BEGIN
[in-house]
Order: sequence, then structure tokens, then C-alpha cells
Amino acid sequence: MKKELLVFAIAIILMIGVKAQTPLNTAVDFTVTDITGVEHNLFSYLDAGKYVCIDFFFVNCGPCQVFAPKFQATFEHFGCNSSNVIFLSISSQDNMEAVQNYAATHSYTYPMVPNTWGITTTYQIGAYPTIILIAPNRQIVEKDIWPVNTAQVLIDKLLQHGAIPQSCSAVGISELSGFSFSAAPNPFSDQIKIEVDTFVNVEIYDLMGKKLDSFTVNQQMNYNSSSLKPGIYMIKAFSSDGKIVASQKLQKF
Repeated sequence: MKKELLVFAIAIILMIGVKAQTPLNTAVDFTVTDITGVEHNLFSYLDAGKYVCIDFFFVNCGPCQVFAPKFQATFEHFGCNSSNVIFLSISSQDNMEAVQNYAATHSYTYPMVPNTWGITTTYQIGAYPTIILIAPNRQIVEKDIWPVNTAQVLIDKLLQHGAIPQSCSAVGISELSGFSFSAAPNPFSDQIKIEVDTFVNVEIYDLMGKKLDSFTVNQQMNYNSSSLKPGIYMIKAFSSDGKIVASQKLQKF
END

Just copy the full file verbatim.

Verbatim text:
[in-house]
Order: sequence, then structure tokens, then C-alpha cells
Amino acid sequence: MKKELLVFAIAIILMIGVKAQTPLNTAVDFTVTDITGVEHNLFSYLDAGKYVCIDFFFVNCGPCQVFAPKFQATFEHFGCNSSNVIFLSISSQDNMEAVQNYAATHSYTYPMVPNTWGITTTYQIGAYPTIILIAPNRQIVEKDIWPVNTAQVLIDKLLQHGAIPQSCSAVGISELSGFSFSAAPNPFSDQIKIEVDTFVNVEIYDLMGKKLDSFTVNQQMNYNSSSLKPGIYMIKAFSSDGKIVASQKLQKF
Repeated sequence: MKKELLVFAIAIILMIGVKAQTPLNTAVDFTVTDITGVEHNLFSYLDAGKYVCIDFFFVNCGPCQVFAPKFQATFEHFGCNSSNVIFLSISSQDNMEAVQNYAATHSYTYPMVPNTWGITTTYQIGAYPTIILIAPNRQIVEKDIWPVNTAQVLIDKLLQHGAIPQSCSAVGISELSGFSFSAAPNPFSDQIKIEVDTFVNVEIYDLMGKKLDSFTVNQQMNYNSSSLKPGIYMIKAFSSDGKIVASQKLQKF